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A Cruel Delusion on “Equalized Achievement”

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education, elementary school, learning and people concept - group of school kids with notebooks sitting in classroom and raising hands

The New York Times recently reported good news on the education performance gap between black and white children—a gap that’s narrowed by 50 percent over the last 30 years. But the distance between privileged kids and disadvantaged children of all races has only gotten wider: offspring of college graduates are seven times more likely to earn college degrees themselves, than are the children of high school drop-outs.

Professor Jane Waldfogel of Columbia University says the problem begins before kindergarten. “If we could equalize achievement from zero to 14, that would go a long way to closing the college enrollment gap,” she says. But this is an absurd idea: even in the same classroom, there is never “equalized achievement.” Heredity is a major factor: children of parents who struggle with poverty will generally have less native ability than offspring of driven high-achievers. But even siblings growing up in the same family don’t perform identically or equally, so expecting “equalized achievement” is a cruel delusion.

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  1. Jeff  •  Oct 7, 2015 at 2:01 pm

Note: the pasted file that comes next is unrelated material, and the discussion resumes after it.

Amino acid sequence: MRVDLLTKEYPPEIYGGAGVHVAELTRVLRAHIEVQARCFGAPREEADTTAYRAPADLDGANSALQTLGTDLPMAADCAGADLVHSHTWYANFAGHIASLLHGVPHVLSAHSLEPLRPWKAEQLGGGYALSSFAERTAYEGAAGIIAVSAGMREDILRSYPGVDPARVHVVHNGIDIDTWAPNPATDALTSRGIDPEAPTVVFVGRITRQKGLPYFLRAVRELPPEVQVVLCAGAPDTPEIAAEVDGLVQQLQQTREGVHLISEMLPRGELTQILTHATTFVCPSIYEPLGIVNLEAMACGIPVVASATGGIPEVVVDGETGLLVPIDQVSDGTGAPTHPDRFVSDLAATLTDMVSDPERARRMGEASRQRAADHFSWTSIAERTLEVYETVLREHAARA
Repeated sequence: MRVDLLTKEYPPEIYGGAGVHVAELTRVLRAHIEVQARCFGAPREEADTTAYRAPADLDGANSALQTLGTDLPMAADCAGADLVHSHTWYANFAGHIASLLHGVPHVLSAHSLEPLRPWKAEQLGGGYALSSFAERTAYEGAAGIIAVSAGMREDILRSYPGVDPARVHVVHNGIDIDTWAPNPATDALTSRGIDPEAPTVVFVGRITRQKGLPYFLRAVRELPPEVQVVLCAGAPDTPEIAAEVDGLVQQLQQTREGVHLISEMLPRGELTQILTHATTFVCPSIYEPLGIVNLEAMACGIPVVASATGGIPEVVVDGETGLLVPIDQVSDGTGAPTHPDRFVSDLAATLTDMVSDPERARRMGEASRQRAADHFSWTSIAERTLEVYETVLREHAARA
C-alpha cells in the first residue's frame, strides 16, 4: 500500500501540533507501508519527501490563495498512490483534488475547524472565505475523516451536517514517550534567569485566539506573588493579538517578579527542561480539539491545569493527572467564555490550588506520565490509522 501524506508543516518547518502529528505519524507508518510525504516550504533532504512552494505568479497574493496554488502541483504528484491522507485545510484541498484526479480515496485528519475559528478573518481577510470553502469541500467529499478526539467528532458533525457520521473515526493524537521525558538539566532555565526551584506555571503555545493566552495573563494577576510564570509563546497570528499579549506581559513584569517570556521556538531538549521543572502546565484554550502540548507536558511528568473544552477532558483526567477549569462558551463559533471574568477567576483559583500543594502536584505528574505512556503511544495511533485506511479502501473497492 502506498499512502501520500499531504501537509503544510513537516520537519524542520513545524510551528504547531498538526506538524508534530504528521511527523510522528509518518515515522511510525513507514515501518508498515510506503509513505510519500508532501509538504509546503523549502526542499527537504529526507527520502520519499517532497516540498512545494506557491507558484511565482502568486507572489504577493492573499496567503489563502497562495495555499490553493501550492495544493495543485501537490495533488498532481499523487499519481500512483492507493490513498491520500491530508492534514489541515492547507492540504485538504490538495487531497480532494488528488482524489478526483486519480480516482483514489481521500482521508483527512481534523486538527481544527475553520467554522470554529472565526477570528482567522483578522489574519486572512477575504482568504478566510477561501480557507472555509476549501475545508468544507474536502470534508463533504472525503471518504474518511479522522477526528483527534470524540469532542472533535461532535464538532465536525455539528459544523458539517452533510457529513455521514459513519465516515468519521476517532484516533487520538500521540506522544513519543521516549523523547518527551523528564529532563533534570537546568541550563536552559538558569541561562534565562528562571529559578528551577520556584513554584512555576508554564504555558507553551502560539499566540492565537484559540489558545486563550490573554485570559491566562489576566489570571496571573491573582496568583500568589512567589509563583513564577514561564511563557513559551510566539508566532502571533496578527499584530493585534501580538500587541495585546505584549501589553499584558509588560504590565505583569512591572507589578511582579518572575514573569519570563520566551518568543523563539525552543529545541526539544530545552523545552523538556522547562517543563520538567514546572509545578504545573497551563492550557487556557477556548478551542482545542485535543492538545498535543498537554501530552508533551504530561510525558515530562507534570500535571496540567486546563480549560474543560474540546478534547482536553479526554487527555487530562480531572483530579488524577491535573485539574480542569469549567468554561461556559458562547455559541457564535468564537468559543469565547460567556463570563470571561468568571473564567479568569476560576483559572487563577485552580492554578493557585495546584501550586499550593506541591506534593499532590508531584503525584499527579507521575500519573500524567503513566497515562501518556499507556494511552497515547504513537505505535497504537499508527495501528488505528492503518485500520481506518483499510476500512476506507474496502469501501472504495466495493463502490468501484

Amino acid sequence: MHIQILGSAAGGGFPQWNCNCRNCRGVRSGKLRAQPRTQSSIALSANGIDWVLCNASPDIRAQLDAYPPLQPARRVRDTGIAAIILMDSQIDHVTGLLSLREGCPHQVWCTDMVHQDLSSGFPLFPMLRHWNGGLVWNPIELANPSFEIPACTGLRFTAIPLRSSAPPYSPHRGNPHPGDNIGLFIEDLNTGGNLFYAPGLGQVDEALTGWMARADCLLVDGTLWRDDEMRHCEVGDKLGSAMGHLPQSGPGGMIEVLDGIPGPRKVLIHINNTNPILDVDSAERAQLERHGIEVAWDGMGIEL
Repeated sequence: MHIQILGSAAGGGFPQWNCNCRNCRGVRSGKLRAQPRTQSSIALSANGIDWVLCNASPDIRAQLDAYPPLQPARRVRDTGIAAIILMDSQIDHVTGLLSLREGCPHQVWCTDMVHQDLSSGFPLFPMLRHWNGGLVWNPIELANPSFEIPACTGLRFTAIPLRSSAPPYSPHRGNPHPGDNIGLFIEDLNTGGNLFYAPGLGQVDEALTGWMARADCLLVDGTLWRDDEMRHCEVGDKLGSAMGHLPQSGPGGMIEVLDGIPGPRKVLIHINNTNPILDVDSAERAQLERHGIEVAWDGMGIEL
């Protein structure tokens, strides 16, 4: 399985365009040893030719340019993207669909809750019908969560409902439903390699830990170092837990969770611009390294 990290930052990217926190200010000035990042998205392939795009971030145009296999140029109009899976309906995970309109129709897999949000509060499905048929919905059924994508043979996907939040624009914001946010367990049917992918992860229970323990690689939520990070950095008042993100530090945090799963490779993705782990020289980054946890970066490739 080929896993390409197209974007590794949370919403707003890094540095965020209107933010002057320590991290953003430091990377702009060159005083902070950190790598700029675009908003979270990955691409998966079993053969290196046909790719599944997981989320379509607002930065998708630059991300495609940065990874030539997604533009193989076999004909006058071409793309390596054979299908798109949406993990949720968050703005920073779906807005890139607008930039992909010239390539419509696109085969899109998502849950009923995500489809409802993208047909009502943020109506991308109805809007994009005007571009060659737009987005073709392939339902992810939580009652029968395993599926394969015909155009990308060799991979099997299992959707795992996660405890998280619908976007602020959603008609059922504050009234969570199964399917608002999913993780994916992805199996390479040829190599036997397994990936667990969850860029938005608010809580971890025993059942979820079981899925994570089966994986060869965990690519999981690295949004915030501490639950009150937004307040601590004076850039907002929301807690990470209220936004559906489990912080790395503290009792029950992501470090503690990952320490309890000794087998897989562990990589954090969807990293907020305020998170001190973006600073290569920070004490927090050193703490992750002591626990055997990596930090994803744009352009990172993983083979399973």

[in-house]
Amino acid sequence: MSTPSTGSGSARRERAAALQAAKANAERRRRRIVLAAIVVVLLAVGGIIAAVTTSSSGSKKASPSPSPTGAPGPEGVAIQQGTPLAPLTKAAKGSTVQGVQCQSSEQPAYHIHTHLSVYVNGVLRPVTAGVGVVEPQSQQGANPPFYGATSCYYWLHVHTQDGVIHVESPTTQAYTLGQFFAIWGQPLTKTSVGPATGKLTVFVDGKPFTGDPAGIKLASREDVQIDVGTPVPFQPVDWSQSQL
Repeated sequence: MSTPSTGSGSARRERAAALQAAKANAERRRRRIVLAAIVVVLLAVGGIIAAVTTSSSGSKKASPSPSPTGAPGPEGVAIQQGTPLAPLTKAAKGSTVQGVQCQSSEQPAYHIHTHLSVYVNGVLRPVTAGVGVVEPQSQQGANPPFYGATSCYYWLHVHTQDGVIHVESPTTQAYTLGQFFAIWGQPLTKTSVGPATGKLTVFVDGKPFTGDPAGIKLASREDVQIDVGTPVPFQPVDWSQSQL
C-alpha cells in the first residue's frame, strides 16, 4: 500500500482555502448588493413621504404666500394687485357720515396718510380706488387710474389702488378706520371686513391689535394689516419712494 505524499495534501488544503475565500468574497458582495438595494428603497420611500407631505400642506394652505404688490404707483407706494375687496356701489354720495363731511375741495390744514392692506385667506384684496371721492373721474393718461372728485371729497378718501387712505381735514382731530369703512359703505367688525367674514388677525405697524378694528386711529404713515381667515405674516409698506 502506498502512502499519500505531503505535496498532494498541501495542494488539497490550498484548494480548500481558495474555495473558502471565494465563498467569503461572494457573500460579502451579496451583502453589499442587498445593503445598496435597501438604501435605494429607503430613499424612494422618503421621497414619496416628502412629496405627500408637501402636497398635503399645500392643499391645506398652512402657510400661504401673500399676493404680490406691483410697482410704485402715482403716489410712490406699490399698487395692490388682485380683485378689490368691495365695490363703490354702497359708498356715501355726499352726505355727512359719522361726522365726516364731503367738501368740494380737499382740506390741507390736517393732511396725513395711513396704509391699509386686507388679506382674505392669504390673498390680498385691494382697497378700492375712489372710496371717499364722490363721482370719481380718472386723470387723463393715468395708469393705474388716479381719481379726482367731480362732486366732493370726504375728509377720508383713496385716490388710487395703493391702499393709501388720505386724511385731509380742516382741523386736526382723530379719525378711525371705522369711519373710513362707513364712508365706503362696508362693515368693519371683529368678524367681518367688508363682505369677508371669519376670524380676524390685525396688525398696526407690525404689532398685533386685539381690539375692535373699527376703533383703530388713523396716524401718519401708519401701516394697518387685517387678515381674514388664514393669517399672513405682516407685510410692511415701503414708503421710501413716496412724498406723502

Why is it that all educators think that all kids have to attend college? We need trained tradesmen as well plumbers, electricians, carpenters, and truck drivers. None of these require college. Yet our educational system is geared toward every kid going to college. I run circles around college grads in my job and I got my education through military service. College is not for everyone.

    • Andy  •  Oct 7, 2015 at 3:26 pm

      Jeff – I agree with you in principle, but, unfortunately, the new reality is that college is becoming more and more of a necessity for those who want a good job. Those days where you could still get a good job with only a high school diploma are gone. The saying “college is the new high school” is too true these days (See “Why Boys Fail” by Richard Whitmire). With four young sons of my own and skyrocketing costs of college, I’m hating this fact more and more. And to add insult to injury, universities are petri dishes for the leftist worldview. I’m finding solace in the fact that, at this point, some sort of educational commitment (2-year, apprentice, trade school, military, etc.) beyond high school can suffice in certain fields. However, a 4-year degree seems to open up many more doors. Because of these reasons, college seems more and more like a necessary evil.

      • Sela  •  Oct 9, 2015 at 3:44 pm

        Agree with both Jeff and Andy on this subject. My twin daughters are the first in both mine and my husbands family to go to college and they are both at elite universities here in CA. But just as ‘college is the new high school’, what I’m hearing from them is graduate school is the new college. The fact that everyone is expected to go to college is upping the ante and now to get the great jobs, a person needs a masters degree to be seen as set apart. Where will it end? #lifetimestudent

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